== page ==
Before I start let me thank and give credit to Sebastian Lerch of the Heidelberg Institute for Theoretical Studies (HITS), whose slides on the topics served as an inspiration for this post, and Georgios Fragkoulidis of Johannes Gutenberg-University in Mainz for initiating our discussion on the topic at the Early Career Scientist meeting of our project Waves to Weather this spring.
Science has a “reproducibility crisis”. Several high-publicity reports have emerged over the last few years, claiming that many results published in scientific journals cannot be reproduced. Take this as an example or just google reproducibility crisis for a variety of recent articles. While the life sciences were hit hardest by this criticism, common practices in computational science - which includes most of weather and climate research - were also heavily scrutinized.
What is computational reproducibility anyway?
Victoria Stodden, one of the people at the forefront of the “reproducibility movement”, defines the first principle of scientific computing as follows:
“Authors should include in their publications the data, algorithms, or other information that is central or integral to the publication—that is, whatever is necessary to support the major claims of the paper and would enable one skilled in the art to verify or replicate the claims.” (Stodden and Miguez 2014)
Renowned Stanford statistician David Donoho puts it even more drastically:
“The idea is: An article about computational science in a scientific publication is not the scholarship itself, it is merely advertising of the scholarship. The actual scholarship is the complete … set of instructions [and data] which generated the figures.” (Donoho 1998)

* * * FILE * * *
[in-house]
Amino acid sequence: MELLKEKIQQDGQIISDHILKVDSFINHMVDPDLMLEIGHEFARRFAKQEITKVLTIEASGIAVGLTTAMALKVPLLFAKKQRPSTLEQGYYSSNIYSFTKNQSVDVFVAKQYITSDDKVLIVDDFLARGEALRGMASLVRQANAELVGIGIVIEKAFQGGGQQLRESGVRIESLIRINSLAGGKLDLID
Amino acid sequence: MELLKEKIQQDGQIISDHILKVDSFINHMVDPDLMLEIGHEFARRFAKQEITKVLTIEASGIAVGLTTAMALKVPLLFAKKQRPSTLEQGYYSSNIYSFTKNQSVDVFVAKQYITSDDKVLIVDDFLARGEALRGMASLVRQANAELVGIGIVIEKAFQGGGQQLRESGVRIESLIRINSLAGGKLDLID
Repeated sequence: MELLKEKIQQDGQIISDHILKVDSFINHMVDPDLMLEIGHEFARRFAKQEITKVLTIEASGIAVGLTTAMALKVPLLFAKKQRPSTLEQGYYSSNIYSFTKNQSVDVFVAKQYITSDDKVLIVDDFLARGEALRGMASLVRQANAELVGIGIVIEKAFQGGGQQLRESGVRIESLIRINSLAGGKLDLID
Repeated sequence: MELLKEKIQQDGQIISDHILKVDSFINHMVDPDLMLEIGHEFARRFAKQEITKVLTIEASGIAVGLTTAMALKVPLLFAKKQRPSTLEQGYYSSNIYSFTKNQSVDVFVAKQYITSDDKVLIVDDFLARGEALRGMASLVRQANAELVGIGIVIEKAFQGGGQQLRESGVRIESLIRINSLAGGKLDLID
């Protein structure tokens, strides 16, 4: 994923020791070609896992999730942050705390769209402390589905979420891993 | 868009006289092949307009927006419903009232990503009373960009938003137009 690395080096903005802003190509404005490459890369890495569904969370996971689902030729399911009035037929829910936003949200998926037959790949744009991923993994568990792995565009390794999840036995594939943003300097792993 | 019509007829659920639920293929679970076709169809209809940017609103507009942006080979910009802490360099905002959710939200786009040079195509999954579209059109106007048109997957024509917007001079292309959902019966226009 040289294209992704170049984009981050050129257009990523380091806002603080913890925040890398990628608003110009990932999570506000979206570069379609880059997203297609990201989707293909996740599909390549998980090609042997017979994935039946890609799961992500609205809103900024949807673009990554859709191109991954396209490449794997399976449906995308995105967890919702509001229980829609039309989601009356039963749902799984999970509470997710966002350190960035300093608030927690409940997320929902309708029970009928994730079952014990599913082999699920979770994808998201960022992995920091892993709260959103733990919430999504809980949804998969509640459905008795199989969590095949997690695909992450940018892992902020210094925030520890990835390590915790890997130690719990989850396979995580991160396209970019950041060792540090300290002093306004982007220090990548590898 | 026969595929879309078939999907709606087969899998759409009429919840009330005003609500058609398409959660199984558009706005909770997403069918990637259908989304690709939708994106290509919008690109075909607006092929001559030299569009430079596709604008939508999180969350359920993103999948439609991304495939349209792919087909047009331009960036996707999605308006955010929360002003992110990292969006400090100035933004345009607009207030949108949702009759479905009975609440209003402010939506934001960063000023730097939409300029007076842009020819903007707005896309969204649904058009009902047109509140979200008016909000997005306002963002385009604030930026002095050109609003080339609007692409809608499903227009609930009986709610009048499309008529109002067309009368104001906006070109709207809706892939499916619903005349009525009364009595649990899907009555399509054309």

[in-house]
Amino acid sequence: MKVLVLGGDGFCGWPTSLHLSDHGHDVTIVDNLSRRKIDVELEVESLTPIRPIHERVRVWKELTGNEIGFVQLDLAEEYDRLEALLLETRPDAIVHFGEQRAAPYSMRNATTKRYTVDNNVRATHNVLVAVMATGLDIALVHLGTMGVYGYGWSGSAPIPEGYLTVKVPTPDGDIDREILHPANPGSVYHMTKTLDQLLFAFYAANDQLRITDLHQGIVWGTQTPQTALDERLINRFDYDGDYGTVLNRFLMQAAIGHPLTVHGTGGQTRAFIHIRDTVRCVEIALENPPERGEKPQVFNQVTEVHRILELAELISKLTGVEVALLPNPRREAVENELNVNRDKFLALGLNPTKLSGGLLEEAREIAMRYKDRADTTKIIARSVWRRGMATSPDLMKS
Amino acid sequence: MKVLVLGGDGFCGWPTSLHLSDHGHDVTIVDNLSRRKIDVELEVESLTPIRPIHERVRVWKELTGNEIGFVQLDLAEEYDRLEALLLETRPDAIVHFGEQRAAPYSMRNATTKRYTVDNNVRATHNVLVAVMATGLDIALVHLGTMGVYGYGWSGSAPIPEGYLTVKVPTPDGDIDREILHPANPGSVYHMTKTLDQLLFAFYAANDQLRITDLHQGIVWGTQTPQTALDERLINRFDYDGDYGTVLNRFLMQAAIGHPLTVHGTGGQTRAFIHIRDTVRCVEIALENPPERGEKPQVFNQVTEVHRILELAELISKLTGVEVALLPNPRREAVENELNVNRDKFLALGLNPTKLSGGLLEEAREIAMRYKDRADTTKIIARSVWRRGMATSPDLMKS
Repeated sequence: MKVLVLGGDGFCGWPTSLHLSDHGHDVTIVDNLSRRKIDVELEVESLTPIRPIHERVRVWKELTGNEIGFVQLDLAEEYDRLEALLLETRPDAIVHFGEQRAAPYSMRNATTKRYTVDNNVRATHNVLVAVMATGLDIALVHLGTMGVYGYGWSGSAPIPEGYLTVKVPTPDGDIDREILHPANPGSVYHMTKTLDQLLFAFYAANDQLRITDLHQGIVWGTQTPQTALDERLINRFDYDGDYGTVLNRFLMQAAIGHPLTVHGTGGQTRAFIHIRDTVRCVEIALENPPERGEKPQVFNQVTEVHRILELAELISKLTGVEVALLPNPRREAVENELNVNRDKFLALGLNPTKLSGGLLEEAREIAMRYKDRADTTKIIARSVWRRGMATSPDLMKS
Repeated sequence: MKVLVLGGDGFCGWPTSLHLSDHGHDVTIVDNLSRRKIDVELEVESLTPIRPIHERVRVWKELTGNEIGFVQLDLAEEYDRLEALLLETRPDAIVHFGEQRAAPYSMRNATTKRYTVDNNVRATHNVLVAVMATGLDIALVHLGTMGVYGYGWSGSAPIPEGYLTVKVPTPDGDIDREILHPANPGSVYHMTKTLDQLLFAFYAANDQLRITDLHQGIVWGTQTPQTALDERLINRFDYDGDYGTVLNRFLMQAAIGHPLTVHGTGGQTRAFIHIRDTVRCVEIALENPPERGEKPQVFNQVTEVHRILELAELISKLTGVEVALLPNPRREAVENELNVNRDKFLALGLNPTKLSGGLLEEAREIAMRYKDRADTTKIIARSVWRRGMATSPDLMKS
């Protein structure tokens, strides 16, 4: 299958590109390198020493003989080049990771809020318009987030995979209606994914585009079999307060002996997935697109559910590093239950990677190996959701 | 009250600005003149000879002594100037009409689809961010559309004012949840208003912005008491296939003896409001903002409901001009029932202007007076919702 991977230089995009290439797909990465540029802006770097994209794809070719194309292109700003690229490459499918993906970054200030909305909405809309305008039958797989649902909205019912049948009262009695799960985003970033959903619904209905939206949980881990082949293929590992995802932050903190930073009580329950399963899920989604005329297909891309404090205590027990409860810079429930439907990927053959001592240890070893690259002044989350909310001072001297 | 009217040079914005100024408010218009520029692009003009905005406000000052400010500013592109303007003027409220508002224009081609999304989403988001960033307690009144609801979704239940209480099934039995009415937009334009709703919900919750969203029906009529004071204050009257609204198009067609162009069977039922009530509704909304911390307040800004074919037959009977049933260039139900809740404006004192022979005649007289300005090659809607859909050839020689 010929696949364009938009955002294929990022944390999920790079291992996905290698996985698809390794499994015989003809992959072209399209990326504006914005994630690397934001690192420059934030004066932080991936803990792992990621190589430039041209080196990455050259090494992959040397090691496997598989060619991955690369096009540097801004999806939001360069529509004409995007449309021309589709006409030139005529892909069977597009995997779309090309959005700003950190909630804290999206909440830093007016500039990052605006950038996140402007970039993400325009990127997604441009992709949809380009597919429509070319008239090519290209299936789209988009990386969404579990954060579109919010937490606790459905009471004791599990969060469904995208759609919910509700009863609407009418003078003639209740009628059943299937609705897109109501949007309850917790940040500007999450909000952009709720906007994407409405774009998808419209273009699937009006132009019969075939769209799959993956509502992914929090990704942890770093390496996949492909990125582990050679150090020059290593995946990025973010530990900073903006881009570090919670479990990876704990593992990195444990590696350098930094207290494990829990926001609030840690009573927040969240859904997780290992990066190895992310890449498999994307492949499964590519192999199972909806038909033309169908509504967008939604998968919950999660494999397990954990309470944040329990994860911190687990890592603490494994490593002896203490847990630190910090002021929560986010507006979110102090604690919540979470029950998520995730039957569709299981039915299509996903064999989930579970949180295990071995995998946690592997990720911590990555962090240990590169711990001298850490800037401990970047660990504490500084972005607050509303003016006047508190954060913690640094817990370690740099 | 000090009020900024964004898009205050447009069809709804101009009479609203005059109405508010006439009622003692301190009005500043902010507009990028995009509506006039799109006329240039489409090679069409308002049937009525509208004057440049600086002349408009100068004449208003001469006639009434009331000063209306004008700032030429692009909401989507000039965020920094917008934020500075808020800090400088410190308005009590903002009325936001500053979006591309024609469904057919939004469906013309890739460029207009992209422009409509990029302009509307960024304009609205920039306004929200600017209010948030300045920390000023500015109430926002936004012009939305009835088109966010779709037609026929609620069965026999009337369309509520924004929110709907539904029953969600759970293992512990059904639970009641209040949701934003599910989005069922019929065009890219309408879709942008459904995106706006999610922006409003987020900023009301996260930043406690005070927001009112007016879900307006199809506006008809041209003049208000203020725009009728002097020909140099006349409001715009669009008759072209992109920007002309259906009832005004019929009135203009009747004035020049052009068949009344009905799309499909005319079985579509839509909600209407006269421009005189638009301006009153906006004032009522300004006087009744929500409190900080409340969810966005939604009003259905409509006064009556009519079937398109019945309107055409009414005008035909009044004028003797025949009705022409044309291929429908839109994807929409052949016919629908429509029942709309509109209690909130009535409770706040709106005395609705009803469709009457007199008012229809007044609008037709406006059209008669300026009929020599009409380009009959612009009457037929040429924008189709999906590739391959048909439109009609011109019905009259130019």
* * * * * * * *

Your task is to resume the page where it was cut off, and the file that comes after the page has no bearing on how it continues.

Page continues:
I would argue that in our field of research the interpretation of the results is equally important, but that does not change one fact: Most publications in climate and weather science fail to include the data and the code used to analyze and plot the data.
The moral and practical arguments for reproducibility
But why should we care about reproducibility? First, there is the moral point of view. The American Physical Society states the this as one of its core principles:
“The success and credibility of science are anchored in the willingness of scientists to (…) Expose their ideas and results to independent testing and replication by others. This requires the open exchange of data, procedures and materials.”
This means that the scientific method is at stake. Failure to disclose all information on scientific research can hurt the credibility of science. This was evident in several medicine related cases over the past few years. But climate science has had its own scandal, Climategate, which shows that free sharing of data and methods is highly important.
There are also practical reasons for implementing reproducibility.
Computational reproducibility requires well written and documented code which can reduce errors. Code can then also be shared more easily.
Clear documentation of how figures were produced also makes it easier for new researchers to pick up the research of departed colleagues. This is particularly relevant in multi-stage projects, such as our Waves to Weather project.